Friday, January 08, 2010

Grail Quest

Laura has encouraged me to post some excerpts from Joseph Campbell, so here goes:

During the early 70s I was deeply affected by Joseph Campbell’s massive four-volume opus, The Masks of God. My favorite was Volume Four, Creative Mythology. From the book I came to understand key elements of my own life. I came to understand that my own self-actualization process, which seemed, as often as not, to lurch sideways or backwards or to not move at all, was in fact a Grail Quest. Everything is mythological, we are all legendary, nothing is “ordinary” – how could it possibly be?

Reading Campbell can be challenging to those not used to his long sentences. But I love the concept-music he makes. At his best, he’s like Bach playing a fugue on the organ.

Here’s a choice nugget from Creative Mythology where he talks about the Grail Quest, and the possible consequences of living an individual life:


In the marvelous thirteenth-century legend called La Queste del Saint Graal, it is told that when the knights of the Round Table set forth, each on his own steed, in quest of the Holy Grail, they departed separately from the castle of King Arthur. “And now each one,” we are told, “went the way upon which he had decided, and they set out into the forest at one point and another, there where they saw it to be thickest” (la ou il la volent plus espresse); so that each, entering of his own volition, leaving behind the known good company and table of Arthur’s towered court, would experience the unknown pathless forest in his own heroic way.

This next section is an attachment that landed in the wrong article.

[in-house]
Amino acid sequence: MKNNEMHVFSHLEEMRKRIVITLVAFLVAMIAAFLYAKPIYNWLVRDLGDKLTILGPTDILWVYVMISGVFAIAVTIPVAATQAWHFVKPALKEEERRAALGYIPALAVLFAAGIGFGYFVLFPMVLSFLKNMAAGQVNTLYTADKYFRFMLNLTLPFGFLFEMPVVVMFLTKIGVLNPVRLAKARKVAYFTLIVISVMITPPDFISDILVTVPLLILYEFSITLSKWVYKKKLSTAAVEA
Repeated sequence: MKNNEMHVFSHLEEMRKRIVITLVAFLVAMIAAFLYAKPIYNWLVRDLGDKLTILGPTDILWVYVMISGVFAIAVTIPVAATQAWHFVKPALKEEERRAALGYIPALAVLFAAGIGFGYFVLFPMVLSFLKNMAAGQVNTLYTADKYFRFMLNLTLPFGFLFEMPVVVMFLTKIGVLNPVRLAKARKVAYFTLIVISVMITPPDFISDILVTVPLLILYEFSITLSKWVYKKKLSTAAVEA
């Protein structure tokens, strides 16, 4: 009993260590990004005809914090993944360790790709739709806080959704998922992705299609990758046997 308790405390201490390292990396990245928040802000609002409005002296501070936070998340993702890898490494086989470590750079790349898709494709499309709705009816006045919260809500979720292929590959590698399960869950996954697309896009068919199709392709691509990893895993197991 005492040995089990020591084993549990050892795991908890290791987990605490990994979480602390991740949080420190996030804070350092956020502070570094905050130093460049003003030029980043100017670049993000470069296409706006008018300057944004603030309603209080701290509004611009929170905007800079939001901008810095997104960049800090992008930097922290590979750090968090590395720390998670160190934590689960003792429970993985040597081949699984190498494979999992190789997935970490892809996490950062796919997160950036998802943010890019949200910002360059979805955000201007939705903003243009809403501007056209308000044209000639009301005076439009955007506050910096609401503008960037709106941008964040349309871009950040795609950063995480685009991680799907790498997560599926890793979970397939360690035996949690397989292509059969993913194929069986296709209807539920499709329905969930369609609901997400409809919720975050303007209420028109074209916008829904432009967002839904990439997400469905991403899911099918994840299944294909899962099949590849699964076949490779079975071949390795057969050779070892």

Today the walls and towers of the culture-world that then were in the building are dissolving; and whereas heroes then could set forth of their own will from the known to the unknown, we today, willy-nilly, must enter the forest la ou nos la voions plus espresse: and, like it or not, the pathless way is the only way now before us.

But of course, on the other hand, for those who can still contrive to live within the fold of a traditional mythology of some kind, protection is still afforded against the dangers of an individual life; and for many the possibility of adhering in this way to established formulas is a birthright they rightly cherish, since it will contribute meaning and nobility to their unadventured lives, from birth to marriage and it duties and, with the gradual failure of powers, a peaceful passage of the last gate. For, as the psalmist sings, “Steadfast love surrounds him who trusts in the Lord” (Psalm 32:10); and to those for whom such protection seems a prospect worthy of all sacrifice, an orthodox mythology will afford both the patterns and the sentiments of a lifetime of good repute.

However, by those to whom such living would not be life, but anticipated death, the circumvallating mountains that to others appear to be of stone are recognized as of the mist of dream, and precisely between their God and Devil, heaven and hell, white and black, the man of heart walks through. Out beyond those walls, in the uncharted forest night, where the terrible wind of God blows directly on the questing undefended soul, tangled ways may lead to madness. They may also lead, however, as one of the greatest poets of the Middle Ages tells, to “all those things that go to make heaven and earth.”